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  • Correlative In-Resin Super-Resolution and Electron Microscopy Using Standard Fluorescent Proteins

    We introduce a method for correlative in-resin super-resolution fluorescence and electron microscopy (EM) of biological structures in mammalian culture cells. Cryo-fixed resin embedded samples offer superior structural preservation, performing in-resin super-resolution, however, remains a challenge.
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  • Immersion Freezing for Cryo-Transmission Electron Microscopy: Fundamentals

    The high vacuum required in a transmission electron microscope (TEM) greatly impairs the ability to study specimens naturally occurring in an aqueous phase: exposing "wet" specimens to a pressure significantly lower than the vapour pressure of water will lead to the water phase boiling off rapidly in the column, with devastating consequences for the structure of the specimen. Hence, various methods to dry specimens before inspection are employed in conventional TEM – a preparative step often associated with artifacts limiting the significance of the results.
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  • Freeze Substitution of Trypanosoma brucei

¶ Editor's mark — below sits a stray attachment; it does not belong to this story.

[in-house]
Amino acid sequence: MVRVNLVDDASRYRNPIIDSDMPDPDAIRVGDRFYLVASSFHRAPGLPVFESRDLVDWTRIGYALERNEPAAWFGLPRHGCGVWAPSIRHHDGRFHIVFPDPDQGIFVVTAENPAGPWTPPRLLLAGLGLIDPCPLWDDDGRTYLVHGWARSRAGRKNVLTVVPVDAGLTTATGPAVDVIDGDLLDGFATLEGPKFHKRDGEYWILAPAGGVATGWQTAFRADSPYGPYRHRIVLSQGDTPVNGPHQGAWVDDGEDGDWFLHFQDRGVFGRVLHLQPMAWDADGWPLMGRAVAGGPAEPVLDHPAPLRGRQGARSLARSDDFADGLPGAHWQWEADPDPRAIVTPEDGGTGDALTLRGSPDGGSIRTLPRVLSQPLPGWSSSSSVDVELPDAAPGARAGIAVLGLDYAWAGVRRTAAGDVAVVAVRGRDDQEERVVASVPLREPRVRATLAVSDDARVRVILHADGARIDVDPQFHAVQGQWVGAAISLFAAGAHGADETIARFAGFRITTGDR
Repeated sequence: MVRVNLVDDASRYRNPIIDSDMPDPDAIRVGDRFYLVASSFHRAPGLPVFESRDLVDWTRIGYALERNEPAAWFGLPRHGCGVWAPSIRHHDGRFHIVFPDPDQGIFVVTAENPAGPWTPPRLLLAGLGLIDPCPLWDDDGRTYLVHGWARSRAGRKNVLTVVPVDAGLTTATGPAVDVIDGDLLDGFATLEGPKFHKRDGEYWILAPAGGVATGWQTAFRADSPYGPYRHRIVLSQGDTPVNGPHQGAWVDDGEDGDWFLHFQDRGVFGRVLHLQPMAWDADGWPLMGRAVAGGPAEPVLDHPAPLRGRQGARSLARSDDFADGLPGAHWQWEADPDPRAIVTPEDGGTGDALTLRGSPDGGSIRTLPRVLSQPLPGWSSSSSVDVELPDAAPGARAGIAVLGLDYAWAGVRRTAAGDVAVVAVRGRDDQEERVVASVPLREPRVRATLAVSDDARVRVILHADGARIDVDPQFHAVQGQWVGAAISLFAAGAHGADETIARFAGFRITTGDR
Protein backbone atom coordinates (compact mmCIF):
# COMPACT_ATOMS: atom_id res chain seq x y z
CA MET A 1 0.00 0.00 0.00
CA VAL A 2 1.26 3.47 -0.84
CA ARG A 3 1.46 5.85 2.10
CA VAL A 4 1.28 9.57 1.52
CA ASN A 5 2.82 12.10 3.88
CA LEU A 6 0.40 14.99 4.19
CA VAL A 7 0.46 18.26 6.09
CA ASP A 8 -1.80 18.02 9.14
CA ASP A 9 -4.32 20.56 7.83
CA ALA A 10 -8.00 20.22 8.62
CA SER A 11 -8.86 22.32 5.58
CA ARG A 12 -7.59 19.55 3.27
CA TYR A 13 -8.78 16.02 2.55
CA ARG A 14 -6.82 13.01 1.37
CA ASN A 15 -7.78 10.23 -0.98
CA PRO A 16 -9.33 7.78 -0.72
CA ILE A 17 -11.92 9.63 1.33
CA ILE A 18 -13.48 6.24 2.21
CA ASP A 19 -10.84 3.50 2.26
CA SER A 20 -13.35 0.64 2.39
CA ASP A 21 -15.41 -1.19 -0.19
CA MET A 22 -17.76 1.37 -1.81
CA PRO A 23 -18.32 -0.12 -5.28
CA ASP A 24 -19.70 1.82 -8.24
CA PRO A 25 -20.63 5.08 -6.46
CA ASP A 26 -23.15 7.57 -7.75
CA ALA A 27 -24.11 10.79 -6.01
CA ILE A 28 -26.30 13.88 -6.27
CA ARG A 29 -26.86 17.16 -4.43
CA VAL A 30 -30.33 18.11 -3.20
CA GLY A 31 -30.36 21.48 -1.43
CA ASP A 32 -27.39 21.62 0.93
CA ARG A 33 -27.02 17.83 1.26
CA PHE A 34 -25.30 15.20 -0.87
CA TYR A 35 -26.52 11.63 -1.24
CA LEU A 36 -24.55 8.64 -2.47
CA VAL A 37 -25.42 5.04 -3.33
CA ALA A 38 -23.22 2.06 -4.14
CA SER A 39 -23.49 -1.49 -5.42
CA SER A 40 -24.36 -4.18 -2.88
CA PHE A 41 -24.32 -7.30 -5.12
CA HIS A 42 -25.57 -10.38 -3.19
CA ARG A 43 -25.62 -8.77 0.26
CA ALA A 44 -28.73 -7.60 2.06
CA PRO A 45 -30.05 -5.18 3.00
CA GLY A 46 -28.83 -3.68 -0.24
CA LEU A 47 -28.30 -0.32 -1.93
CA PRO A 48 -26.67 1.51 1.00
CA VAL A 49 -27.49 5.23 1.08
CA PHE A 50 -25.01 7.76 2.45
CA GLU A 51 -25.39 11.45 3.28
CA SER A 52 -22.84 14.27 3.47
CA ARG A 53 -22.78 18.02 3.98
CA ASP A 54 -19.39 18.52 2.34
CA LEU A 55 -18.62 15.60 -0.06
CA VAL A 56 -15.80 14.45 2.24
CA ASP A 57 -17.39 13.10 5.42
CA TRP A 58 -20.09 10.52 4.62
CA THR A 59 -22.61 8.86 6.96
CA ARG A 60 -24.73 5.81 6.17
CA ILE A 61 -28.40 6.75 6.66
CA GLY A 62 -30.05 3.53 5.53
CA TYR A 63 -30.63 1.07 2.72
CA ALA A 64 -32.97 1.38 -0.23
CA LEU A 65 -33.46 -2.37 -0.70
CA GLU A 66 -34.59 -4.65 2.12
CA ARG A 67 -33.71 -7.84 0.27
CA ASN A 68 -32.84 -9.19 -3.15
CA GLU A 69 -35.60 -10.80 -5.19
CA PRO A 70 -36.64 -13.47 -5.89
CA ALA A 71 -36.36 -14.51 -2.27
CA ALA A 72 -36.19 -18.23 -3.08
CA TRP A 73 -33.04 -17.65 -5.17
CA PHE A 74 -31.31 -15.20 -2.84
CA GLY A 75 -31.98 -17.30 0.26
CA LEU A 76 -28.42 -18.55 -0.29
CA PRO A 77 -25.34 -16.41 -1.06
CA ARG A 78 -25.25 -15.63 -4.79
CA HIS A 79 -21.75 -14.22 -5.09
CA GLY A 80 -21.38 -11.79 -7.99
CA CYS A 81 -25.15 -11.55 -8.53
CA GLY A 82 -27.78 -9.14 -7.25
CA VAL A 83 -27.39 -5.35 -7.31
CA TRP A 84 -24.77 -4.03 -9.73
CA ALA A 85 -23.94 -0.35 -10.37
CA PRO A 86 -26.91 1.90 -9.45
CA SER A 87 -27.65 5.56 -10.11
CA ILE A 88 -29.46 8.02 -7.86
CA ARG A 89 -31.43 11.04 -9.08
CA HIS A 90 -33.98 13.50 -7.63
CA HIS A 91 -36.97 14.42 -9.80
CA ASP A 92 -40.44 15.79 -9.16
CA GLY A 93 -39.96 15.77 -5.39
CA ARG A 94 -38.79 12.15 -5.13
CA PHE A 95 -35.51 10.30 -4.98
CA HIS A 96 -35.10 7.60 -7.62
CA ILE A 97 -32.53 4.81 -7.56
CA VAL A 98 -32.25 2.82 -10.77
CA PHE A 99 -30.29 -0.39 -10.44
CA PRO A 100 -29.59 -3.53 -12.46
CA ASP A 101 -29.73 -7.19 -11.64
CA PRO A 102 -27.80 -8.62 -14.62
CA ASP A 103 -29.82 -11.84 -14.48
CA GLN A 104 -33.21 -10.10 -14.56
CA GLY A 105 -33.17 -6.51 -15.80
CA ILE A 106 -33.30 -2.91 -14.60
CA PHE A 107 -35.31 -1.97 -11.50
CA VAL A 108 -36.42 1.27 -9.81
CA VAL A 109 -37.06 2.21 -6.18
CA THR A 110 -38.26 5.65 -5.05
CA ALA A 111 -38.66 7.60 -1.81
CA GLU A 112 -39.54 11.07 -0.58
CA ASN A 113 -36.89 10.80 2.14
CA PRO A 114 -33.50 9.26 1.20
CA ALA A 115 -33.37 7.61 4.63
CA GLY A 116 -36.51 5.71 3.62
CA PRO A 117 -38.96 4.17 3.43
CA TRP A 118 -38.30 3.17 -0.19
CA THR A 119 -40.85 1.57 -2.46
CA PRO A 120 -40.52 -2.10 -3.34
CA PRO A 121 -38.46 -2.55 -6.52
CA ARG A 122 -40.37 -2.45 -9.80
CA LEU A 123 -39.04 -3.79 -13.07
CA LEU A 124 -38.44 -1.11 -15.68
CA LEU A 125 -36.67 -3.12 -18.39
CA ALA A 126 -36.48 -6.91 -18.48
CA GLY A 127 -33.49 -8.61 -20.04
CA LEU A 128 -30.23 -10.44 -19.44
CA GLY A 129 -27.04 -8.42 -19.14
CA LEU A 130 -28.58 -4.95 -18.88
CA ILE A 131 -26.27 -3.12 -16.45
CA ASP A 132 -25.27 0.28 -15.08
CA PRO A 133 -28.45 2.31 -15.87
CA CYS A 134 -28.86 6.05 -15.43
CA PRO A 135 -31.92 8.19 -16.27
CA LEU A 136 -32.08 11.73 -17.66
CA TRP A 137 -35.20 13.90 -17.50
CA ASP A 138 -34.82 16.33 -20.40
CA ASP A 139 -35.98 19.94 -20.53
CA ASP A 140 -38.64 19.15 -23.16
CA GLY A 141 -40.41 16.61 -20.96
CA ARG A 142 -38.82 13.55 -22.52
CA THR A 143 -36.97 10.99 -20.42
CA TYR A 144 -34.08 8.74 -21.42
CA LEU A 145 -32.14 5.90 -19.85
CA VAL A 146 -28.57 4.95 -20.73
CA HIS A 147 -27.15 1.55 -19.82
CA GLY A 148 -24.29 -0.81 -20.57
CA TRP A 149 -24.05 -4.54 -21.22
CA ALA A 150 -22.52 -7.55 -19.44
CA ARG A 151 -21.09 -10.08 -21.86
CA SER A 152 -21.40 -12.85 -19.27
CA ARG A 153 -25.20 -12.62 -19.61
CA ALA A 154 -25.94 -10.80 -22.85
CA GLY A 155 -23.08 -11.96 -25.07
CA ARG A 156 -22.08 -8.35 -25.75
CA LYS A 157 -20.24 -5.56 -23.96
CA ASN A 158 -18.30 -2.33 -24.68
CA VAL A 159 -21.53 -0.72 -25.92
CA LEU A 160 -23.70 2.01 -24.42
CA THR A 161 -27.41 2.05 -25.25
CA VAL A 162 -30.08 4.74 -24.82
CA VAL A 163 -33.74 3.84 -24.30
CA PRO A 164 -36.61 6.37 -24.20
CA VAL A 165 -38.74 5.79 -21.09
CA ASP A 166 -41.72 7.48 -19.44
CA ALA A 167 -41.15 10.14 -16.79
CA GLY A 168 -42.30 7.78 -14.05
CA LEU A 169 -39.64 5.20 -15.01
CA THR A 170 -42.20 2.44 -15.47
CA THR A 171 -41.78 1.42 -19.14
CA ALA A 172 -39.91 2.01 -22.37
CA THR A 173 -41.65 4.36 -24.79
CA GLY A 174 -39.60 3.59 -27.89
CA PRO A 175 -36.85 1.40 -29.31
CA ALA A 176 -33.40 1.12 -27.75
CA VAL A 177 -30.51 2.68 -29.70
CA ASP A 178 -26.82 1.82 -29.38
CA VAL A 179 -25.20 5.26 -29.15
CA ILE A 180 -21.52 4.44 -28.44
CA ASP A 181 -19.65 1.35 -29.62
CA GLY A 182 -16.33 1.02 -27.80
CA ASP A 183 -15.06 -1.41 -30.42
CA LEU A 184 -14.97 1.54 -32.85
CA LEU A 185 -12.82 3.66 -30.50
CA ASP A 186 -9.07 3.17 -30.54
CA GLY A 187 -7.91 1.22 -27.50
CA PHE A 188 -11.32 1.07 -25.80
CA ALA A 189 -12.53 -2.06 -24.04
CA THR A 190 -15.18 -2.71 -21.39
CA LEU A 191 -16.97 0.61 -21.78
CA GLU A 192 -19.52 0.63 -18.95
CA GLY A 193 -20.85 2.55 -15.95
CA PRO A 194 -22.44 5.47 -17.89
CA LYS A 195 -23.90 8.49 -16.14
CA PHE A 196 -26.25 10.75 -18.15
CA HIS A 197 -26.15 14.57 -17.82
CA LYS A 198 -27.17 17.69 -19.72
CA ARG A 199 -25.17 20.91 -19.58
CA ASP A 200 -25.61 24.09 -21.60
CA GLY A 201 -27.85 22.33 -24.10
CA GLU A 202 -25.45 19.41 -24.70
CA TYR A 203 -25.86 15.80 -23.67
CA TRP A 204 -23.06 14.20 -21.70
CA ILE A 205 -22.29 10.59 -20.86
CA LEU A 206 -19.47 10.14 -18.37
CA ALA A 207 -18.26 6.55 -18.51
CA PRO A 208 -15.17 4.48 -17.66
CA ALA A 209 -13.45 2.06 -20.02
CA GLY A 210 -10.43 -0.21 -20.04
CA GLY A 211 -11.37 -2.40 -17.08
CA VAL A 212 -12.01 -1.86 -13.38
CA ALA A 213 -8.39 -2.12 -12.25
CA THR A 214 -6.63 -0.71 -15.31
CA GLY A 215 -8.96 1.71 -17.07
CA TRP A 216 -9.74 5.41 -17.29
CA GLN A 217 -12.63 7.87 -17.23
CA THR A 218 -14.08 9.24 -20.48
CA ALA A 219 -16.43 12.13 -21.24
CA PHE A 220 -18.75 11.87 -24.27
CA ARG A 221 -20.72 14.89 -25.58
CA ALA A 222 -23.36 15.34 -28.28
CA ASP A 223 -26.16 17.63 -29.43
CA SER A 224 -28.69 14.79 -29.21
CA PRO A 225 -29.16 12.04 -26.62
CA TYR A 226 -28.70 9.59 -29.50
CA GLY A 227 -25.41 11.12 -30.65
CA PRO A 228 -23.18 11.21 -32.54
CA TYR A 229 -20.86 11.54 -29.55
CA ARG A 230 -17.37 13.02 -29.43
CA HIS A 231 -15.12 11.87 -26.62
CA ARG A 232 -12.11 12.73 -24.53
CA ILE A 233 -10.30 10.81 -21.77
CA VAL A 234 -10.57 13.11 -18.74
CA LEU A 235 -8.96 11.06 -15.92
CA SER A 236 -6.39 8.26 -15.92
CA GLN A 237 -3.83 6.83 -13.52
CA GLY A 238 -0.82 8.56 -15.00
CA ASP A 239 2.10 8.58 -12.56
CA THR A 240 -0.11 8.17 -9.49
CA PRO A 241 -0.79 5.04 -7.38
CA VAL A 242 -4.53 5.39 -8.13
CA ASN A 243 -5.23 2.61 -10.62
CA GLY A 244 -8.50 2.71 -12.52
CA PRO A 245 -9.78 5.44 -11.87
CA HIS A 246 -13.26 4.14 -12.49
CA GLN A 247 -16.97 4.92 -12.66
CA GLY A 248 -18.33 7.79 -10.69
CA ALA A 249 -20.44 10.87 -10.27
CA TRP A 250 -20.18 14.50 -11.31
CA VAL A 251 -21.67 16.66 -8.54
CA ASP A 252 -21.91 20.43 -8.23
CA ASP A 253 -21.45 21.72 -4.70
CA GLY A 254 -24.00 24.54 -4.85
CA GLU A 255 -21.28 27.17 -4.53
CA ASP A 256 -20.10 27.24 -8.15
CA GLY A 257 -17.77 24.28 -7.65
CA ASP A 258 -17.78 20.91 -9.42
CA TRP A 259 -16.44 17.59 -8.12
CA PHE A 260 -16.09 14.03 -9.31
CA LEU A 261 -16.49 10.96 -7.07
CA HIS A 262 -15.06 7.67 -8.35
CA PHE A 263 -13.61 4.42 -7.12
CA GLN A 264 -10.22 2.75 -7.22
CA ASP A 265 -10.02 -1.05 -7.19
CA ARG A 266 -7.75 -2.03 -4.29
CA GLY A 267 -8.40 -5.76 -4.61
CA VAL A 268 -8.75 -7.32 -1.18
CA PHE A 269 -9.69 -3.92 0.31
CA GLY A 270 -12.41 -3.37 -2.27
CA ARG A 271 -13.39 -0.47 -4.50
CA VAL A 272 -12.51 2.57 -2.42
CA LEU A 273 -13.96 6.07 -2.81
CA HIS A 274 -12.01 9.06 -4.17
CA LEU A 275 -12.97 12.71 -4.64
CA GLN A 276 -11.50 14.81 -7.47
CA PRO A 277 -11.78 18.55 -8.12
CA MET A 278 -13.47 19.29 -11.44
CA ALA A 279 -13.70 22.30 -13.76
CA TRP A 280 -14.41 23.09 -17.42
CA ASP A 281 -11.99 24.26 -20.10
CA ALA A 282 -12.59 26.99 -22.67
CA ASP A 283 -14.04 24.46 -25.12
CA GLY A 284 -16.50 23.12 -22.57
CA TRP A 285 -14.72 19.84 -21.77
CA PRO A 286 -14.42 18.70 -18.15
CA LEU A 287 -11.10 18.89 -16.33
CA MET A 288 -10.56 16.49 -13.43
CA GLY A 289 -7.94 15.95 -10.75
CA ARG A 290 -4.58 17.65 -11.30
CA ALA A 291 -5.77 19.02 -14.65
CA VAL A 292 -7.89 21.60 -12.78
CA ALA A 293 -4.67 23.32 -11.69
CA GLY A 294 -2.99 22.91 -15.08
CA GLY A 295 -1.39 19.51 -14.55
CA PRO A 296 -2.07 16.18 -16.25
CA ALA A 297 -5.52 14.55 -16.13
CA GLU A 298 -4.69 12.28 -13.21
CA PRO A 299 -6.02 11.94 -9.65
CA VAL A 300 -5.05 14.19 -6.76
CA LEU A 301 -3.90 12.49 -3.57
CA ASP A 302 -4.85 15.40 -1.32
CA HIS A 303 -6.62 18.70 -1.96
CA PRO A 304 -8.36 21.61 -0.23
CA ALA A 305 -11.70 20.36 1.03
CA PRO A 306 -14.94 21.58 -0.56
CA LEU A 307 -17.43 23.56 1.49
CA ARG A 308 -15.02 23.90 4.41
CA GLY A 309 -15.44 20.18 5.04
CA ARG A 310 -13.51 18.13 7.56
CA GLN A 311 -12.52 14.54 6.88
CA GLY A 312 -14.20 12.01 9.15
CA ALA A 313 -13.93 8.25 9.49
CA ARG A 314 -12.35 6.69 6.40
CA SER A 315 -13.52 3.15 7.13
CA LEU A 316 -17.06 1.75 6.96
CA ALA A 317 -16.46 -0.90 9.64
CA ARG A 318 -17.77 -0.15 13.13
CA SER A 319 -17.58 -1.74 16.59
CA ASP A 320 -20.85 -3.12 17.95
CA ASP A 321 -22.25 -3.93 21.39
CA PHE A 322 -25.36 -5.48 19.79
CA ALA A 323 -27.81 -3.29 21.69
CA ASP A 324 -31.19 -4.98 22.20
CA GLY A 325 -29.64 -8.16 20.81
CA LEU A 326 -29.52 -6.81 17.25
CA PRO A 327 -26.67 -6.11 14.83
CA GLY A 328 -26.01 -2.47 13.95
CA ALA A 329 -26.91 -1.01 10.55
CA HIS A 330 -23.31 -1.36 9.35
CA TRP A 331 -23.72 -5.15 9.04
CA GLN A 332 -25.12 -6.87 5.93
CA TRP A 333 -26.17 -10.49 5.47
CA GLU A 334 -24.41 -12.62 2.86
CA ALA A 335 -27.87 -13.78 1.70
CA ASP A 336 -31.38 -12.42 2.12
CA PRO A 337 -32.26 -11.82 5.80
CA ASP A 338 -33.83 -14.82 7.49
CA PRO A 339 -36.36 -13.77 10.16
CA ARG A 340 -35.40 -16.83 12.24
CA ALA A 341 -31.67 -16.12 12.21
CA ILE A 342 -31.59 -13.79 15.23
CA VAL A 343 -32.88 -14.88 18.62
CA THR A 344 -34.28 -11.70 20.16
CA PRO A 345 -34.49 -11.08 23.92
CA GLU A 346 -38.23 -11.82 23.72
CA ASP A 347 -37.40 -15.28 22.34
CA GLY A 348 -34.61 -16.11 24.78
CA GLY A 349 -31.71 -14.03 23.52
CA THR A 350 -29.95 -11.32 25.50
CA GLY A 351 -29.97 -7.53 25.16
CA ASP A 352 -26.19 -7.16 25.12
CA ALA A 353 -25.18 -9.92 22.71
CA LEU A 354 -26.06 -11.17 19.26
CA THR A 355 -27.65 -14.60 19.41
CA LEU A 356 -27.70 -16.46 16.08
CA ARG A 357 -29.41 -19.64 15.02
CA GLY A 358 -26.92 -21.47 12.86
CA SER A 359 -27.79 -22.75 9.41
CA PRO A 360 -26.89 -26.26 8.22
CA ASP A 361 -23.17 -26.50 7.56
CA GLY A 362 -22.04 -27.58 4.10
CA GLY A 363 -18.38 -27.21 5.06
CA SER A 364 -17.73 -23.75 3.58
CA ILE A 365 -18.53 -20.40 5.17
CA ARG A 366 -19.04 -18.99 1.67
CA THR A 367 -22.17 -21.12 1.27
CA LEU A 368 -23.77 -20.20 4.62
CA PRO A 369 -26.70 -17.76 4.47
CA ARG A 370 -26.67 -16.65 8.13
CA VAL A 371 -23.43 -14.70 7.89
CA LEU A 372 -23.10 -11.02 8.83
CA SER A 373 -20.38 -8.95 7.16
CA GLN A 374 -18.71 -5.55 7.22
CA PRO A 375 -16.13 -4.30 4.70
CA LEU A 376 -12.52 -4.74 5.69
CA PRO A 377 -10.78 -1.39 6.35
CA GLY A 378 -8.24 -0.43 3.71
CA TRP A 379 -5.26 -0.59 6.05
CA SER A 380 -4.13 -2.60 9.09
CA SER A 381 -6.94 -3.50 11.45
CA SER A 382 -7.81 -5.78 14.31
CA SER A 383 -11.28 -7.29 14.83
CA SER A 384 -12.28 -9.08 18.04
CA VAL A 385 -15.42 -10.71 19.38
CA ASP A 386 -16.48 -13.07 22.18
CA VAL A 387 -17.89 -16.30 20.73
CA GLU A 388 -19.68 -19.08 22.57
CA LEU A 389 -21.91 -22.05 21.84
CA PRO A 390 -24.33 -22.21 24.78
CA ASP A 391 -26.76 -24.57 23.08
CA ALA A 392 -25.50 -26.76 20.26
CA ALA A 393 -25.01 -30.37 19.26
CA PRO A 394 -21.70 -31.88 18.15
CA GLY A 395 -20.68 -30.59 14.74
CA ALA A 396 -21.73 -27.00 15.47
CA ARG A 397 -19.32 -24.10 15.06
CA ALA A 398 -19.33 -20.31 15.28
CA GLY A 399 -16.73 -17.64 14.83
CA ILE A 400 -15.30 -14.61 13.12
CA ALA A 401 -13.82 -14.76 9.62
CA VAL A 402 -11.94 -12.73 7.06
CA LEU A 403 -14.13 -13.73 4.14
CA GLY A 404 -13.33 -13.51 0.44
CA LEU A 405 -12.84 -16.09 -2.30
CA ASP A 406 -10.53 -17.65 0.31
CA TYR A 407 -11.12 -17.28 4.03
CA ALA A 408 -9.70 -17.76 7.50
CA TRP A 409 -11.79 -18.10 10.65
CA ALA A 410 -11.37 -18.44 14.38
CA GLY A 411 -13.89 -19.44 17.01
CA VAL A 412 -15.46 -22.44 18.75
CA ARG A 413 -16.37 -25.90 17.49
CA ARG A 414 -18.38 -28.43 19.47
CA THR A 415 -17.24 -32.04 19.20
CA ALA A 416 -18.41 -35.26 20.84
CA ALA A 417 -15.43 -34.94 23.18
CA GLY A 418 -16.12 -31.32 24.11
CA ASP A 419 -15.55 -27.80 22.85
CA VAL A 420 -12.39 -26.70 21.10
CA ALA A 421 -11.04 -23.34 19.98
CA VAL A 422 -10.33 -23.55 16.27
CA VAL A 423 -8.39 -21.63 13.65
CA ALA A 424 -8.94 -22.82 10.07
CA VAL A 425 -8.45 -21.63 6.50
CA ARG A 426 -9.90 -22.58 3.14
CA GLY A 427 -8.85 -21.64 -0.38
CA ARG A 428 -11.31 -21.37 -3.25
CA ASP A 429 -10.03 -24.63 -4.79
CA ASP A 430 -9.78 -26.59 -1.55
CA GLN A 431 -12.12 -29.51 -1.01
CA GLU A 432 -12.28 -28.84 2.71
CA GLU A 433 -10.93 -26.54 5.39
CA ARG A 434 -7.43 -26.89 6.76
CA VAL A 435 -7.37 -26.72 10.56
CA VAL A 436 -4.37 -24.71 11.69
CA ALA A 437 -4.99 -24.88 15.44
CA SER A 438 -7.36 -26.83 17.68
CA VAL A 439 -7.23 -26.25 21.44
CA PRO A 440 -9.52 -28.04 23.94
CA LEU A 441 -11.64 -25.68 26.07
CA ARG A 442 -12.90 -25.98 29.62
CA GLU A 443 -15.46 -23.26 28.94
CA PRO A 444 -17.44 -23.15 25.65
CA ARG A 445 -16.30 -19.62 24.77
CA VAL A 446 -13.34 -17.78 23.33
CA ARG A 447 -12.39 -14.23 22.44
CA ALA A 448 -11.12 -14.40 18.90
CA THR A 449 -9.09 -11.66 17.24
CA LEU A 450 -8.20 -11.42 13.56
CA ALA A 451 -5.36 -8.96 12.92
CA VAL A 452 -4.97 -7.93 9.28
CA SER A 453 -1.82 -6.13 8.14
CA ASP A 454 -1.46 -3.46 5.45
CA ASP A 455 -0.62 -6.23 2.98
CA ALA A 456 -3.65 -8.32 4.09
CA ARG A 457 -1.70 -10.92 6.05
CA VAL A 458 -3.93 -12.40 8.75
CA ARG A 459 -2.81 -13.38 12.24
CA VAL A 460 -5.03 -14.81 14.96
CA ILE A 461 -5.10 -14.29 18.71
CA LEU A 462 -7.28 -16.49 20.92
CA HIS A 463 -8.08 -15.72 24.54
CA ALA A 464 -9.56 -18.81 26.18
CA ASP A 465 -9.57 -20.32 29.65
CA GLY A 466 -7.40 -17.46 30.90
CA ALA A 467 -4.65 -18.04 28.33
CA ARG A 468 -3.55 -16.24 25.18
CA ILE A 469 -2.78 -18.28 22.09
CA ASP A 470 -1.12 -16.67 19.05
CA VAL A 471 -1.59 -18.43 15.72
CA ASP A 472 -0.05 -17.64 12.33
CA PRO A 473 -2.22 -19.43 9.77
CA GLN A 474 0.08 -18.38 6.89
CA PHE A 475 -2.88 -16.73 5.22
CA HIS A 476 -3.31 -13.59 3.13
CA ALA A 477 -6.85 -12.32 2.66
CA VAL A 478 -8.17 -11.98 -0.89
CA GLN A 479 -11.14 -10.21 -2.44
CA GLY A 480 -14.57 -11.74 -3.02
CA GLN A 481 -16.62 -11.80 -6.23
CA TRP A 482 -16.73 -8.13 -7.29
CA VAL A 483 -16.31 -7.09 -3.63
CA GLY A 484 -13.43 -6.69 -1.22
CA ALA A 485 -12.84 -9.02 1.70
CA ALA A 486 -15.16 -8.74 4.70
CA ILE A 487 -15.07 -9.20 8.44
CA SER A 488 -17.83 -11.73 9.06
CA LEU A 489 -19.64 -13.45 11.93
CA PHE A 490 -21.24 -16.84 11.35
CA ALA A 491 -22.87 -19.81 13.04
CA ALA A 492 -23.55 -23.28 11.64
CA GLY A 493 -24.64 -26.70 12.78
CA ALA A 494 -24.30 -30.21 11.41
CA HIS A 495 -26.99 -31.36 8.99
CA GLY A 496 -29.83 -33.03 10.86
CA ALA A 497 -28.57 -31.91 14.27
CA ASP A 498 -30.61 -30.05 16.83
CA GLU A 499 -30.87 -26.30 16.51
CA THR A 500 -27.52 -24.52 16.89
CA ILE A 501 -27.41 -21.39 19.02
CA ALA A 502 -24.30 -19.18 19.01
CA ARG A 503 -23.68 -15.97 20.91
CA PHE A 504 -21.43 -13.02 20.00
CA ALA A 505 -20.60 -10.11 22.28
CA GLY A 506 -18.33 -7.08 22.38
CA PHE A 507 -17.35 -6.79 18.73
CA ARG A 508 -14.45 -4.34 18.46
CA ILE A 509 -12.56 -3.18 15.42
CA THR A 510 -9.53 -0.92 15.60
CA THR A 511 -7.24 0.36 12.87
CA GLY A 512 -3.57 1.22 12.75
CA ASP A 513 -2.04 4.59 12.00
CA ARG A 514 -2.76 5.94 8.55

Chemical fixation of biological specimens for ultrastructural investigation is a relatively slow and selective process, and therefore a common source of artifacts. Freezing, on the other hand, is an excellent method to physically fix biological specimens in their entirety and without delay; the formation of ice crystals large enough to displace cellular material and destroy structures, would be, however, a major issue.
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  • Brief Introduction to High-Pressure Freezing

    Water is the most abundant cellular constituent and therefore important for preserving cellular ultra-structure. Currently the only way to fix cellular constituents without introducing significant structural alterations is by cryo-fixation. There are currently two common methods employed; plunge freezing and high pressure freezing.
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